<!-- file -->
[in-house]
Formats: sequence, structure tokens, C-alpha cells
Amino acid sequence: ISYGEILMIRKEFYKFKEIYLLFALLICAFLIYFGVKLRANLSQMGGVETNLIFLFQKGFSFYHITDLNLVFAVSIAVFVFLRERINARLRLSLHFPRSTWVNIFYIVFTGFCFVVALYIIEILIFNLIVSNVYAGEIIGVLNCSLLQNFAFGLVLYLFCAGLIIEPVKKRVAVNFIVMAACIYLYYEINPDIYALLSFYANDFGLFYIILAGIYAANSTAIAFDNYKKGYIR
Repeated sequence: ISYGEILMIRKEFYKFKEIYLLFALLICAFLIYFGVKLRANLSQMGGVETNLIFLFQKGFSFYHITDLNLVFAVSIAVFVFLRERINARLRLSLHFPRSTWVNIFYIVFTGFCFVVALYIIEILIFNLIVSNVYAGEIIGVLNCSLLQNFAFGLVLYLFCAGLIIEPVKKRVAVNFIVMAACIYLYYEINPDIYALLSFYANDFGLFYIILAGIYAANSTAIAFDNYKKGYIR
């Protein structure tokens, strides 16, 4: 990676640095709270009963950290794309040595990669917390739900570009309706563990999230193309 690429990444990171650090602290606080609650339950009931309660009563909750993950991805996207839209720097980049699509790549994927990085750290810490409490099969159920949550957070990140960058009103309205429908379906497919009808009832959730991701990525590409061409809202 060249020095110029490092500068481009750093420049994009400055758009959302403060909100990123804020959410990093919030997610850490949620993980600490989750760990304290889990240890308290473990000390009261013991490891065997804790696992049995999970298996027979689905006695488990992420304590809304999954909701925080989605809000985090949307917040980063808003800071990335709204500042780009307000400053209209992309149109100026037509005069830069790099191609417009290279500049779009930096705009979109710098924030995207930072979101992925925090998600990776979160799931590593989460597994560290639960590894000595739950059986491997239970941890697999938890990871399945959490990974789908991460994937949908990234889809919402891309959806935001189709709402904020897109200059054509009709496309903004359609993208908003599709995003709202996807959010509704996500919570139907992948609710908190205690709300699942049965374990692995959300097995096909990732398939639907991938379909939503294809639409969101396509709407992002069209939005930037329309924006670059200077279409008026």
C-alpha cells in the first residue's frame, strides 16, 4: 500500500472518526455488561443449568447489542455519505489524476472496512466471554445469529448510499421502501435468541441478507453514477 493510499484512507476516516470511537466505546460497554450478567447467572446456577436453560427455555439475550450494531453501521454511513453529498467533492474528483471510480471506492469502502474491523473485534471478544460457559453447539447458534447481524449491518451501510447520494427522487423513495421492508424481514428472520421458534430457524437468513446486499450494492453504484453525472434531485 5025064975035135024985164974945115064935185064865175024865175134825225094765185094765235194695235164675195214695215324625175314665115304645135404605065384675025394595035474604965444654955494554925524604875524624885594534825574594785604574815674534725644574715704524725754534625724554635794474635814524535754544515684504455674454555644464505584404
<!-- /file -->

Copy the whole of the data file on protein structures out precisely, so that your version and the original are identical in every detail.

[in-house]
Formats: sequence, structure tokens, C-alpha cells
Amino acid sequence: ISYGEILMIRKEFYKFKEIYLLFALLICAFLIYFGVKLRANLSQMGGVETNLIFLFQKGFSFYHITDLNLVFAVSIAVFVFLRERINARLRLSLHFPRSTWVNIFYIVFTGFCFVVALYIIEILIFNLIVSNVYAGEIIGVLNCSLLQNFAFGLVLYLFCAGLIIEPVKKRVAVNFIVMAACIYLYYEINPDIYALLSFYANDFGLFYIILAGIYAANSTAIAFDNYKKGYIR
Repeated sequence: ISYGEILMIRKEFYKFKEIYLLFALLICAFLIYFGVKLRANLSQMGGVETNLIFLFQKGFSFYHITDLNLVFAVSIAVFVFLRERINARLRLSLHFPRSTWVNIFYIVFTGFCFVVALYIIEILIFNLIVSNVYAGEIIGVLNCSLLQNFAFGLVLYLFCAGLIIEPVKKRVAVNFIVMAACIYLYYEINPDIYALLSFYANDFGLFYIILAGIYAANSTAIAFDNYKKGYIR
């Protein structure tokens, strides 16, 4: 990676640095709270009963950290794309040595990669917390739900570009309706563990999230193309 690429990444990171650090602290606080609650339950009931309660009563909750993950991805996207839209720097980049699509790549994927990085750290810490409490099969159920949550957070990140960058009103309205429908379906497919009808009832959730991701990525590409061409809202 060249020095110029490092500068481009750093420049994009400055758009959302403060909100990123804020959410990093919030997610850490949620993980600490989750760990304290889990240890308290473990000390009261013991490891065997804790696992049995999970298996027979689905006695488990992420304590809304999954909701925080989605809000985090949307917040980063808003800071990335709204500042780009307000400053209209992309149109100026037509005069830069790099191609417009290279500049779009930096705009979109710098924030995207930072979101992925925090998600990776979160799931590593989460597994560290639960590894000595739950059986491997239970941890697999938890990871399945959490990974789908991460994937949908990234889809919402891309959806935001189709709402904020897109200059054509009709496309903004359609993208908003599709995003709202996807959010509704996500919570139907992948609710908190205690709300699942049965374990692995959300097995096909990732398939639907991938379909939503294809639409969101396509709407992002069209939005930037329309924006670059200077279409008026």
C-alpha cells in the first residue's frame, strides 16, 4: 500500500472518526455488561443449568447489542455519505489524476472496512466471554445469529448510499421502501435468541441478507453514477 493510499484512507476516516470511537466505546460497554450478567447467572446456577436453560427455555439475550450494531453501521454511513453529498467533492474528483471510480471506492469502502474491523473485534471478544460457559453447539447458534447481524449491518451501510447520494427522487423513495421492508424481514428472520421458534430457524437468513446486499450494492453504484453525472434531485 5025064975035135024985164974945115064935185064865175024865175134825225094765185094765235194695235164675195214695215324625175314665115304645135404605065384675025394595035474604965444654955494554925524604875524624885594534825574594785604574815674534725644574715704524725754534625724554635794474635814524535754544515684504455674454555644464505584404